Baztab News

Abdul Rahim Sarban

16 Apr 2018 National Radio TV of Afghanistan

Abdul-Rahim Mahmoody Sārbān (Persian: عبدالرحیم ساربان‎), known simply as Sarban, was an Afghan singer (1930 – April 2, 1993) Born in Kabul, Afghanistan he is known for his unique voice and music style that no other singer from Afghanistan has been able to surpass. Sarban’s songs are unrivalled for their choice of poetry, originality of composition, and sophisticated orchestration. Known as the Frank Sinatra of Afghanistan, he was the first Afghan artist to break away from the prevalent musical forms in Afghanistan at the time, namely the Indian inspired pure classical tradition (epitomized by Ustad Sarahang, Rahim Bakhsh and others), and the ‘mohali’ (regional & folk) musical traditions exemplified by the Pashto music, logari, qataghani, qarsak etc. In partnership with the legendary composer Salim Sarmast, Sarban’s music fused elements, rhythms and orchestration of the western musical traditions of jazz and “Belle Chanson” with the prevalent Afghan musical tradition to create a unique and lasting style which became an inspiration for all ensuing artists including the great Ahmad Zahir.

Born to a Tajik father from Kabul, Sarban sung in both Dari and Pashto, with a deep and comprehensive understanding of the Persian poetic tradition (ranging from the poetry of Hafiz, Rumi, Khayyam to Khusro and Bedil). Apart from his first few songs, Sarban chose the poems (lyrics) to all his songs, based on his own personal knowledge of the Persian literary canon. During the early stages of his career, Sarban worked with many musicians and composers such as Nainawaz and Taranasaz. However, during the middle and late stages of his career, he worked almost exclusively with the composer Salim Sarmast. Sarban’s songs Ahesta Bero, Khorsheede Man[1] Ay Sarban, Dar Damane Sahra, Biya ke Borem ba Mazar, Moshke Taza Mebarad, Ay Shakhe Gul, Biya Ta Gul Beyafshanem, Ya Maula Dilam Tang Amada, Take Nabashi Hamdame Jani, Suraya Chara Am Kun, Tu Aftabi Wo Man, and many others are rank among the highest in the Afghan musical repertoire and are admired for their depth, refinement, and beauty.

Sarban’s legacy permanently altered the Persian (Dari) musical tradition in Afghanistan. Almost every great artist that came after him including Ahmad Zahir & Farhad Darya considered him their primary source of inspiration and they ranked his musical repertoire as their main model of emulation. A national icon and celebrity in Afghanistan, Sarban is also widely admired in other Persian-speaking countries like Iran and Tajikistan, where he gave live performances at the height of his career.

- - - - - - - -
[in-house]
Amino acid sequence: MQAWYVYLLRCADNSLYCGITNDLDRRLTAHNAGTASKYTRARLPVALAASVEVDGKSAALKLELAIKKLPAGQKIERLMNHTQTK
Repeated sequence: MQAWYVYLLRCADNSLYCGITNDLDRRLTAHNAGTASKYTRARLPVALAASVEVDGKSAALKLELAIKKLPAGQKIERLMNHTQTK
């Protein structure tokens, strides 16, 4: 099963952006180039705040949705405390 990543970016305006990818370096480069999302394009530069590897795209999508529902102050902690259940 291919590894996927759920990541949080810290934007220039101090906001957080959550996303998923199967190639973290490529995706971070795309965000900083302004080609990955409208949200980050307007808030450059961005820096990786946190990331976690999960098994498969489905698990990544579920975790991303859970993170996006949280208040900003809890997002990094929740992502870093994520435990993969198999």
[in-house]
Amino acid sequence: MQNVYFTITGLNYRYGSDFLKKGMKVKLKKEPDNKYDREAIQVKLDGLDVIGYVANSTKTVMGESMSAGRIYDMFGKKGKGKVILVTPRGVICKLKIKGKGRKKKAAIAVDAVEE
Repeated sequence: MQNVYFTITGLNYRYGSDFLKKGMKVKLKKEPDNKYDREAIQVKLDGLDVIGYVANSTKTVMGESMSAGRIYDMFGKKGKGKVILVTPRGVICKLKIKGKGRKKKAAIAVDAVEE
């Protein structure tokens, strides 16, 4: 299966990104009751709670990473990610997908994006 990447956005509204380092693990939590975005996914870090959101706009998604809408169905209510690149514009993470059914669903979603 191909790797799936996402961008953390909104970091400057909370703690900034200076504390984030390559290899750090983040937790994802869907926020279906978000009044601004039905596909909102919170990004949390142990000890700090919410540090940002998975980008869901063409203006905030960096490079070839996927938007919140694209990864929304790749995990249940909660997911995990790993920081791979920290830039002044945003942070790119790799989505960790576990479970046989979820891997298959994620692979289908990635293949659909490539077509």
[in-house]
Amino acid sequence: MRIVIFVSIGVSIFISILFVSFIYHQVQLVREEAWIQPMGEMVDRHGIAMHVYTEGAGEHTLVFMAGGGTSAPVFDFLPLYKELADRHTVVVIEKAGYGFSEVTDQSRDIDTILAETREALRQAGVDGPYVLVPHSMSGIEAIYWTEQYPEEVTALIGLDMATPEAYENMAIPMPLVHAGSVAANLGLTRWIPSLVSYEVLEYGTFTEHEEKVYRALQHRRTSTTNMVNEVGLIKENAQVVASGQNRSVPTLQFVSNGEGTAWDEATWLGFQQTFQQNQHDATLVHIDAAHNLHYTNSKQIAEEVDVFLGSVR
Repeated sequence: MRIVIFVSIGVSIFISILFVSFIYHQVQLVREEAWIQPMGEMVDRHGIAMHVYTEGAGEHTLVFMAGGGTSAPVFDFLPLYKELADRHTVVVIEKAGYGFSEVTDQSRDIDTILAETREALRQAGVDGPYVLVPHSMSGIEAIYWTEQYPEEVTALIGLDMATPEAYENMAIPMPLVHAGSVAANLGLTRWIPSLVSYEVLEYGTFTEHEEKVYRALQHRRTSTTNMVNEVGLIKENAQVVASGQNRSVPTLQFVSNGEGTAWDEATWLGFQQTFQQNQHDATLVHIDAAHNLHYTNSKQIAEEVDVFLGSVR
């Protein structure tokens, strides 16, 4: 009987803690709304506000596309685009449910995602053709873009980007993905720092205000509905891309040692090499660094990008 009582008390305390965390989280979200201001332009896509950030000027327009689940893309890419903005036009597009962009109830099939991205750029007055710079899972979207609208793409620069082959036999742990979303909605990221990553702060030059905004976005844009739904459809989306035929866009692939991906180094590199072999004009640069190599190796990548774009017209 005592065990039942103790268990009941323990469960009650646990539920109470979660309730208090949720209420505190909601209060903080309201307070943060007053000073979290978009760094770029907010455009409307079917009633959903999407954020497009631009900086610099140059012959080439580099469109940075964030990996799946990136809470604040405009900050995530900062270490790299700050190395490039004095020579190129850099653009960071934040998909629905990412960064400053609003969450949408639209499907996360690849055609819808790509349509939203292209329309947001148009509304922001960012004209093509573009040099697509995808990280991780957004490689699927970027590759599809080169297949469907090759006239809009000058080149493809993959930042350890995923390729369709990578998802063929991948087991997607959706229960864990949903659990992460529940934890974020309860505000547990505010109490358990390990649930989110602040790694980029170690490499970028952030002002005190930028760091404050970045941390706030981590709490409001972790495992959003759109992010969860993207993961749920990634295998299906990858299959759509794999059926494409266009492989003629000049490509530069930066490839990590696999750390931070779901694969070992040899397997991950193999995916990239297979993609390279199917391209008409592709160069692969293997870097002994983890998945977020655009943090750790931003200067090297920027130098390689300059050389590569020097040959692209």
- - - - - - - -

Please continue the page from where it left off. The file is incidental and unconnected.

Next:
Sarban’s artistic greatness, due to his eccentric and mysticist temperament, did not translate into financial prosperity for himself. He was famed for refusing to do home (majlisi) shows for pay, and for giving the proceeds from his highly successful concerts to the beggars and the needy, without regard for his own or his family’s financial well-being. Sarban stopped producing songs in 1960s. During the 1970s he was mainly involved in concerts & in re-recording his earlier music for audiocassettes (his original recordings at Radio Kabul at the time could not be converted to audio cassette form due to lack of high quality sound equipment in Afghanistan). In 1984, Sarban suffered from a stroke which left him paralyzed and unable to speak. This effectively ended his musical career. During the civil war and unrest of 1990s in Kabul, Sarban left Afghanistan and migrated to Peshawar, Pakistan. He lived in Pakistan until 1994 when he died in abject poverty. 12 years after his death, his remains were taken back to Afghanistan for reburial.[2] to Kabul Afghanistan where he was reburied with pomp and honour as a national hero of Afghanistan for his contributions to furthering the art and culture of the country.

Career

Sarban gained popularity due to his music style, which was highly unconventional for its time, but it went on to become the gold standard of Afghan musical style. The legendary Afghan singer Ahmad Zahir was a huge fan of Sarban and incorporated his original songs and musical style into Zahir’s own collection. Sarban’s popularity is mainly with the elite and educated classes in Afghanistan where appreciation of his music is considered the height of sophistication, learning, and elegance.